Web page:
4. ManuOtaku

    I think regarding this situation the main problem / issue here is that they can change the way they see fit or the way they want when they want it the EULA without the control of anybody, that is the most worrying thing that will make a precedent, they should be a sort of body or institution or legal sytem that protects the consumer from this, especially for services that the user doesnt hold the access to the data or games in this case, thats why they go directly to valve in this case, but again this gen we have pleny of cases like this like the other os on the ps3, so i think is a good time starting to think and act about this, not wait for the death of brick and mortar.

    #4 1 year ago
  5. Sasha_Je

    Hopefully something will be done because this business practice is abysmal for consumers. It’s not about the ability of selling a game/movie/song it’s about the choice of doing that. You are not the owner of the content because that is property of the publisher but once you buy something you are allowed to do what you want with it. At the moment the practice is same as rental but you pay full price. It’s like Mercedes won’t let you sell/rent the car that you have bought…

    #5 1 year ago
  6. Samoan Spider

    I hate some of the things they put in EULA’s but I don’t tend to get too bogged down in worrying about it. I accept that I buy digitally and I cant chop them in. But I buy cheap and I’m fine with that limitation.
    Its a shame they aren’t targeting the other digital distribution methods which restrict these same things. Amazon has digital downloads, Origin and plenty of other websites but they single out Valve? So I have to say, that precisely nothing will change as a result of this.

    #6 1 year ago
  7. alterecho

    Well i haven’t logged into Steam since the last time they changed the EULA and have been buying thee physical versions of the game i had on Steam.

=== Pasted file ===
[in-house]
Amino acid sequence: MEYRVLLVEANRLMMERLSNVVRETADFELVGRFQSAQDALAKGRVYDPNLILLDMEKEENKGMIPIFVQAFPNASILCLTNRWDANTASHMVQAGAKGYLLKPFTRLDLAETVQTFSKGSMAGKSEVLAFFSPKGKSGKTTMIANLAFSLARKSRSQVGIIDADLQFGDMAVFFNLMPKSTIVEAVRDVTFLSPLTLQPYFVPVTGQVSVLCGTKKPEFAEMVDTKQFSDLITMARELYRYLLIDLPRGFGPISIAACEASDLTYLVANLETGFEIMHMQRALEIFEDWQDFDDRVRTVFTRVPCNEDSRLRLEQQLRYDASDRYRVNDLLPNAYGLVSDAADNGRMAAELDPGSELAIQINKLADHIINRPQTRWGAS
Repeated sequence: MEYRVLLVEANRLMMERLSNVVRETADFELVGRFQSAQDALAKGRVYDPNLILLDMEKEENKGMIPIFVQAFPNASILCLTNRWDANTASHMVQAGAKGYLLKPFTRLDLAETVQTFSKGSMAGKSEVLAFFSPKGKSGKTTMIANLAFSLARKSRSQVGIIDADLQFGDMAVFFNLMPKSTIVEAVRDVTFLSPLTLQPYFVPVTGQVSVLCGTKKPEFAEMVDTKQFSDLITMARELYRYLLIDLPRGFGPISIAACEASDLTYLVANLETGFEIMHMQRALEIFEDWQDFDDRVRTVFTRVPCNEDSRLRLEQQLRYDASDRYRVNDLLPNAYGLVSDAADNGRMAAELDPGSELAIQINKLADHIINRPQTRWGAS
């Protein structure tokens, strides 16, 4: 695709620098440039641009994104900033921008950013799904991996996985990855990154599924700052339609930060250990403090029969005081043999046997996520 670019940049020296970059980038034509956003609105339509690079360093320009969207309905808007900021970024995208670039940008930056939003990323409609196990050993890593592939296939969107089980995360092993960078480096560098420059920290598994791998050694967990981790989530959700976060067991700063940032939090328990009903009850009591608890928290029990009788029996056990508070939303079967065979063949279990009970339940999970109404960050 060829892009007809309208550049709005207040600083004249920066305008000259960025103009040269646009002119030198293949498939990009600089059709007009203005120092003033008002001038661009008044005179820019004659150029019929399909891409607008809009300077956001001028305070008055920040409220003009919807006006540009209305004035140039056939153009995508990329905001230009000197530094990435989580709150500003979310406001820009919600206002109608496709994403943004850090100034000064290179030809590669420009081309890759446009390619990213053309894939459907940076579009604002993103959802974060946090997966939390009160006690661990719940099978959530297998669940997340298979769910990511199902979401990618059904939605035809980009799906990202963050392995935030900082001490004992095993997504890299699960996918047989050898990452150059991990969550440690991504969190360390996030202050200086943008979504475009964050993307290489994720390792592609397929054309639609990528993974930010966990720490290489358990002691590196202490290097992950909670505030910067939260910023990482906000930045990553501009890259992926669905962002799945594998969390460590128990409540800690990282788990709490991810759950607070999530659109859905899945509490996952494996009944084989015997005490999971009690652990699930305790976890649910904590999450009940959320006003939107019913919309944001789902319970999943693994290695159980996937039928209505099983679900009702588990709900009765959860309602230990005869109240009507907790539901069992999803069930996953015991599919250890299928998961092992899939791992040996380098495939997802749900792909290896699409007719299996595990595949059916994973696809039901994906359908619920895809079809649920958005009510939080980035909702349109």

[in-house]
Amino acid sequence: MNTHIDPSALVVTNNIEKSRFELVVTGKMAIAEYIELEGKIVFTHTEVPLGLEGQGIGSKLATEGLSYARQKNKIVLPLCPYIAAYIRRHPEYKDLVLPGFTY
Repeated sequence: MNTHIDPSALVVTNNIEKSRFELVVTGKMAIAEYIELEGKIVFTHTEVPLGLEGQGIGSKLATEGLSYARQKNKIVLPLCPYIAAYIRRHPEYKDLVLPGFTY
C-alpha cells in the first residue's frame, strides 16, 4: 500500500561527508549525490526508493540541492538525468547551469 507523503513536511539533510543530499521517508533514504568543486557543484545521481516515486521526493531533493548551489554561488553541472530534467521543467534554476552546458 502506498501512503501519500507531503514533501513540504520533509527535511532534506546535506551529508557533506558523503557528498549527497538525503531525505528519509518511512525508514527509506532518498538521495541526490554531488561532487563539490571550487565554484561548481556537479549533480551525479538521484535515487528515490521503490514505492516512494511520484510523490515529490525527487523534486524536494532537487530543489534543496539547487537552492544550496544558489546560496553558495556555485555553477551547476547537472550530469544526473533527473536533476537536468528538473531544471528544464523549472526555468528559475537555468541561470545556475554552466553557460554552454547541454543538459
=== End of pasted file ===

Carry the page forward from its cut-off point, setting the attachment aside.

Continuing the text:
#7 1 year ago
  8. DSB

    I was hoping it was gonna be about their return policy. As far as I know, in Europe you have a right to cancel a purchase within 30 days for whatever reason you like.

    They don’t have a case in this though, the thing that probably escapes most people is that Steam is a service with a store, instead of an actual store. You’re not buying the game, per se, you’re buying the use of it through the service.

    Then again, it is Germany, and everything can happen :P

    #8 1 year ago
  9. Cobra951

    @2: “Bloody stupid, don’t know how it ever got like this. Oh wait yes I do . . .”

    Of course you do. They do it because they can, because no one stops them. If you could walk into a store, open the cash register, and walk out with the cash, as everyone smiles and some people even cheer for you, why wouldn’t you do it every day?

    It takes countries who look out for their people rather than only their commercial enterprises to curb the systematic elimination of freedoms the game-buying public has been suffering. I don’t live in such a country. I hope you do.

    #9 1 year ago
  10. CyberMarco

    I buy digital games and content only on Steam and I try to avoid PSN, because if one day PSN stops to exist, it would be real tough to get access to my purchased games. In the other hand with Steam, if something goes wrong I can always grab a copy of my purchased games through a torrent or something like that.

    #10 1 year ago